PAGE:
Northern Voice & Video Inc., formerly known as Northern Communications Inc. in Sudbury, Ontario, Can

Two years ago, businesses in the downtown area of Sudbury, Ontario, a medium-sized city, have closed up or moved out, because large malls and department store chains have opened up in the suburbs. Once this change occurred, purse snatching, random assault, motor vehicle thefts and drugs took an upward turn. While Sudbury has never been a crime-ridden town, many of its citizens have expressed feelings of apprehension about walking around the downtown area at night.

Today, the situation in Sudbury is different. Northern Voice & Video Inc., formerly known as Northern Communications Inc. in Sudbury, installed a CCTV system comprising of 57 fixed, pan and tilt cameras in the downtown area that keep an eye on the streets.

Everything is recorded using multiplexers and videotape. The operators have a bank of monitors and can quickly pan, tilt and zoom a camera to a specific area, watch an event in real-time and produce a video print.

Thanks to this new surveillance system, law-abiding citizens are returning to the downtown street, and the perception that the streets aren’t safe is being turned around.

Glasgow CCTV System Inspires Sudbury Chief

The idea for the Sudbury project came from the police chief’s visit to Glasgow, Scotland, where a similar system was already in place. Discussions with Mike Lawson, one of the owners of Northern Voice & Video, also helped convince McCauley of the usefulness of CCTV in Sudbury.

Six years ago, Northern Voice & Video installed four Panasonic WV-CL354 fixed cameras in an underpass, which since that time has been monitored at the police station.

However, in December 1996, the downtown surveillance project began as the first Sensormatic Speed Dome Ultra camera with outdoor housing was installed in the heart of the downtown area on top of one of the banks. The installing company also supplied and installed the fiber-optic link back to the police station. The pilot project lasted about nine months for a number of reasons.

The pilot project was implemented to test the camera’s durability during the winter; to see how it would work at night; and to gather public feedback. And it did work. The outdoor housings have withstood temperatures of 55º C without any problems.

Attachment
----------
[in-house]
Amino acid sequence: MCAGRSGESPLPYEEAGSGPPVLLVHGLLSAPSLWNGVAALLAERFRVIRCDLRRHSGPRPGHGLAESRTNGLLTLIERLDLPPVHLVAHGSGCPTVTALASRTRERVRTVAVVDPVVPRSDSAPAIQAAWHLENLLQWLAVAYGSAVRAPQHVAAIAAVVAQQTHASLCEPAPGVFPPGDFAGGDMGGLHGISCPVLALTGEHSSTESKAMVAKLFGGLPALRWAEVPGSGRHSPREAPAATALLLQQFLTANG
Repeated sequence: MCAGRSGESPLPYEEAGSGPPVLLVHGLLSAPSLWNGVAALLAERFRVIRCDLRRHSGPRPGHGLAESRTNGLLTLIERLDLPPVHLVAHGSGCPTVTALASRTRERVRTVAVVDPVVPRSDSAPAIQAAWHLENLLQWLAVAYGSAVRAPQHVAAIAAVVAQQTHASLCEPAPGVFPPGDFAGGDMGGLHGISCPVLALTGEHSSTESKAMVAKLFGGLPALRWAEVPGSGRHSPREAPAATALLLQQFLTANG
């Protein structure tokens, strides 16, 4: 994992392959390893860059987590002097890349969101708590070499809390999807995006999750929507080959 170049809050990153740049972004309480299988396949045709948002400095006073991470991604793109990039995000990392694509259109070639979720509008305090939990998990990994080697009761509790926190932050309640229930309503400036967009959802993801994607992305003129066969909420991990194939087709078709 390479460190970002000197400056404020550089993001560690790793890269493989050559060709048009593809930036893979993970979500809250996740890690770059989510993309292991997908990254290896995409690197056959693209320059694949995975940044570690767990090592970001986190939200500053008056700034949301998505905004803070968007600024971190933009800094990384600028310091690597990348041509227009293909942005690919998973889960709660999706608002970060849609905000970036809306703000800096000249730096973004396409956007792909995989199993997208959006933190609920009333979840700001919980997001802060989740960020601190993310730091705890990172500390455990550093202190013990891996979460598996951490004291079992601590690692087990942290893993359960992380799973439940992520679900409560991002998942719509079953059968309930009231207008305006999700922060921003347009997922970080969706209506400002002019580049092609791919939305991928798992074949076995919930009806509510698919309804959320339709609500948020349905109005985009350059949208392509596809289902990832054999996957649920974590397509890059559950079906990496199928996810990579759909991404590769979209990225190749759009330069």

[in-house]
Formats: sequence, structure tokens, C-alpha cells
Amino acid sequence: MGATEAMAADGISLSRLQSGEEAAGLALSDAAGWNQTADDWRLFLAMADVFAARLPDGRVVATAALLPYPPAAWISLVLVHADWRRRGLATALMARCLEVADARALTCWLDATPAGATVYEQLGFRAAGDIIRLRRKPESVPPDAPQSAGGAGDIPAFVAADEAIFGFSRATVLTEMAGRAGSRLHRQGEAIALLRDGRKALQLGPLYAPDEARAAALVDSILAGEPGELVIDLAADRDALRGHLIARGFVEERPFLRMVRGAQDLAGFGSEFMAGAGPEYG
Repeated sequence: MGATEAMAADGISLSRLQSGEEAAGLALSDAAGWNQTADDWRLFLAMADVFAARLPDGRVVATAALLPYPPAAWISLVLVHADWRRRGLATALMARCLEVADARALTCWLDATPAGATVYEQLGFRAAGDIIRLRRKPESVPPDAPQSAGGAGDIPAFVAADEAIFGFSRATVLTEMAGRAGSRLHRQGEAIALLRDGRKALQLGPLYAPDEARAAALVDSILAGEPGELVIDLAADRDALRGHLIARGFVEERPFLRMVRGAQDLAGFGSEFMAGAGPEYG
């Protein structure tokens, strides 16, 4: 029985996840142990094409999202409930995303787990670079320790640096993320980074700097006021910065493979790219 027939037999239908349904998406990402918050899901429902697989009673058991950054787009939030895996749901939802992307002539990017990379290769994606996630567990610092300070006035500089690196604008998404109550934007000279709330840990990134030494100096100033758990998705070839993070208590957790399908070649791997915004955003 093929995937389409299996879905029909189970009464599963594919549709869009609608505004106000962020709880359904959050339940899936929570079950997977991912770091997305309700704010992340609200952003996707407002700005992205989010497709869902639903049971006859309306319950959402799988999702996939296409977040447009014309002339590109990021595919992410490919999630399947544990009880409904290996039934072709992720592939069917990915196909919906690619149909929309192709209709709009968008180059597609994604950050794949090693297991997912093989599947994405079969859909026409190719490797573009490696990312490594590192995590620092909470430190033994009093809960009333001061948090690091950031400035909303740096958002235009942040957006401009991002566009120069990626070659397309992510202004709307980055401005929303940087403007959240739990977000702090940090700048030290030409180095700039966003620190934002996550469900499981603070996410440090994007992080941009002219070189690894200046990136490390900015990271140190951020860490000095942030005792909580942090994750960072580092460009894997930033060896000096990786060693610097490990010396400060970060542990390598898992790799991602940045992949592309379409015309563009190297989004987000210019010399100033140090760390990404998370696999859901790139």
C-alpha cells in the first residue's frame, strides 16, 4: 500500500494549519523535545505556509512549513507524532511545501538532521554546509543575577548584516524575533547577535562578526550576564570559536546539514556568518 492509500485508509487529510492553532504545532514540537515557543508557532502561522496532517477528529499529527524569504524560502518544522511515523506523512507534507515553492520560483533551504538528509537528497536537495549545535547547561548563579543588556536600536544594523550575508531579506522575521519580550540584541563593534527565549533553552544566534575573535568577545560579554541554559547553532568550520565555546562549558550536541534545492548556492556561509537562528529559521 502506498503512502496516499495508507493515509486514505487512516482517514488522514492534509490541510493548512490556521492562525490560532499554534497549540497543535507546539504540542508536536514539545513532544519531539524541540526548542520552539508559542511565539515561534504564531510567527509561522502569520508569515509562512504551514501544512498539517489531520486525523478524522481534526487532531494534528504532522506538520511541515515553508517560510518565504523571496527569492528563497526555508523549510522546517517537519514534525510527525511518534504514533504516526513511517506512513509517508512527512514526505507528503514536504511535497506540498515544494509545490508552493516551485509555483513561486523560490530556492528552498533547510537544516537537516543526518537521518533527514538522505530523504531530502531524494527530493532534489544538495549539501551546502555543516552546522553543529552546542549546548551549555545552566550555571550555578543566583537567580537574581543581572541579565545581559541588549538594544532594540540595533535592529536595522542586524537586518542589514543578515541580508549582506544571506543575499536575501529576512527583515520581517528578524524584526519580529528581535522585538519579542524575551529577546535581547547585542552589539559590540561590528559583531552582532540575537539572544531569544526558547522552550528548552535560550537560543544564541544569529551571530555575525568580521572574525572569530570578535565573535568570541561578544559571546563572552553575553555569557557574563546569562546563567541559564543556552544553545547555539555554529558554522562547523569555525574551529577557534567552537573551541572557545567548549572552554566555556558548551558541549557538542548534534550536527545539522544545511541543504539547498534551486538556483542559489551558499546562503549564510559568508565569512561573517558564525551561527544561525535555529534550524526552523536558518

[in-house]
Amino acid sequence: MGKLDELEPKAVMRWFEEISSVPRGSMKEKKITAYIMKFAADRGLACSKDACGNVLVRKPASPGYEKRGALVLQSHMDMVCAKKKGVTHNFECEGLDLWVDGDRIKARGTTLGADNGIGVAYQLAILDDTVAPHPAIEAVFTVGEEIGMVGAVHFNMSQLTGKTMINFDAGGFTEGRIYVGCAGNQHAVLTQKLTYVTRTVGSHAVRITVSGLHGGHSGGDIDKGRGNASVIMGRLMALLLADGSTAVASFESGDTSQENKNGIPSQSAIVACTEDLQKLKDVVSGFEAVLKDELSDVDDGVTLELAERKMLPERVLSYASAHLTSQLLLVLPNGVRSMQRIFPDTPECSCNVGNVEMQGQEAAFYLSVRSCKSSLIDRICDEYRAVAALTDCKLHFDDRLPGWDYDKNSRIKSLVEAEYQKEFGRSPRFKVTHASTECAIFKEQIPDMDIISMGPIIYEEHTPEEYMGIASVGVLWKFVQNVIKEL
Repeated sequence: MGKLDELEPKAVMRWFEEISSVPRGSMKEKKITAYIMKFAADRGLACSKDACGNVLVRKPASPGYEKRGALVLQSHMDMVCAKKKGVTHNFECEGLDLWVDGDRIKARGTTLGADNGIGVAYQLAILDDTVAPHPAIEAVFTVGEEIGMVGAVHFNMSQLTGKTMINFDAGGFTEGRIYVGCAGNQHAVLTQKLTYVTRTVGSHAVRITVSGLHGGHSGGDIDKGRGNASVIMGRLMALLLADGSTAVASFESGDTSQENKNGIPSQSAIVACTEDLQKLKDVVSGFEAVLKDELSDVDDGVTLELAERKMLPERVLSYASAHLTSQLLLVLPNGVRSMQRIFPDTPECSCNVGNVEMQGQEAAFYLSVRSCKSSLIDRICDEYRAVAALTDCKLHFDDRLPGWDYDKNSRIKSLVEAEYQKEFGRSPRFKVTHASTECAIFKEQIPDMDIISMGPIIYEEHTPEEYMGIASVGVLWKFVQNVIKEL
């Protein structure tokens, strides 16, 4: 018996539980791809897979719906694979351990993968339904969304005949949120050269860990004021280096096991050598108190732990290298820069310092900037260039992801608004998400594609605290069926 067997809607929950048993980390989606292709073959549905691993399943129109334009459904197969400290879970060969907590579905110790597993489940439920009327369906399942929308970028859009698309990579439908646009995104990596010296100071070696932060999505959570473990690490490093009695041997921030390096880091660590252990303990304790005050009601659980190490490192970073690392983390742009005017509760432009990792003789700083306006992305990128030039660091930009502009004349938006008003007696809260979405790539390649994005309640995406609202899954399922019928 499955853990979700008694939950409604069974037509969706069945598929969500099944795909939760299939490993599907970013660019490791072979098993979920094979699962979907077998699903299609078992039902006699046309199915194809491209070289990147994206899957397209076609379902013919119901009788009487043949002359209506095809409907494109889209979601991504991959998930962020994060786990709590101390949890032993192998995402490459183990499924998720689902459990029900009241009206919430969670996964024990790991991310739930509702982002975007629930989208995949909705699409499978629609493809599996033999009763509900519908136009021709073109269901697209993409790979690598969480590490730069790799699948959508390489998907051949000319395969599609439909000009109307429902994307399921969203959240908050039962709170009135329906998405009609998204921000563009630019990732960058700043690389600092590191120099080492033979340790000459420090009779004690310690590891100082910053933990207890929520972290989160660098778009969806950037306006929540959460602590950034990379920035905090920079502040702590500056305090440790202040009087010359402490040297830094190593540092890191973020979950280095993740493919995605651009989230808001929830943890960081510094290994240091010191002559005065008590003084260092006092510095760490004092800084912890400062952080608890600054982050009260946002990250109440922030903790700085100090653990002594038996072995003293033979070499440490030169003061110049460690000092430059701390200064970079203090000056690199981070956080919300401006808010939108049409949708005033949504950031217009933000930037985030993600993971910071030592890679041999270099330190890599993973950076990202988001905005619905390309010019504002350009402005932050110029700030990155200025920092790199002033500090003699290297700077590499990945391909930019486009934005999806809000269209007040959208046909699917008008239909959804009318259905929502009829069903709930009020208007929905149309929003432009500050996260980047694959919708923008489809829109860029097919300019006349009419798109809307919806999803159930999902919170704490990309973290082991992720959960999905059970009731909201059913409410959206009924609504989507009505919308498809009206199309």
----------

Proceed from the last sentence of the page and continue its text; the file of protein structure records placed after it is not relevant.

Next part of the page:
Businesses, Groups Donate Funds for CCTV

By the summer of 1997, when the installation of the second and third cameras began, the total cost of the three downtown cameras and related equipment had come to approximately $66,500 (Canadian).

In December 1997, the Sudbury police station was bombed. Northern Voice & Video donated the American Dynamics matrix switcher (AD-1650), the American Dynamics Excalibur Software (AD-5400) and the majority of the installation cost. “It was more a matter of our community involvement more than anything else.

Downtown Project Consists of 57 Cameras

The complete installation in Sudbury consists of three separate systems. The downtown surveillance project was just one part of a 57-camera installation that had to be tied together. Nine are downtown cameras (including the ones in the underpass) – the others are in the police department itself, and the municipal complex that is now housing the new police department.

The downtown surveillance project consists of three cameras with outdoor housings and four cameras with indoor housings in other areas of the city. In addition, there are 27 Panasonic WV-CP224 indoor cameras throughout the old and new police buildings, four Panasonic WV-CL354 fixed cameras in the underpass, five Panasonic WV-CL354 for the interrogation rooms and 12 Panasonic WV-CL120 cameras with audio that are used in the cells.

All the cameras are fed into a back communications room where they are all digitally encoded and recorded simultaneously in 24-hour real-time using Panasonic WJFS216 Simplex multiplexers and videotape using Panasonic AGRT600 real-time recording VCRs.

System Ties Into a GUI for Easy Monitoring

Operators can call up the cameras using the Excalibur software to pan, tilt and zoom in on a location.

The cost of the main camera system for the new police headquarters came to $102,000. Integrating the existing equipment has cost about $15,000, and as they add to the installation, the project continues to grow.

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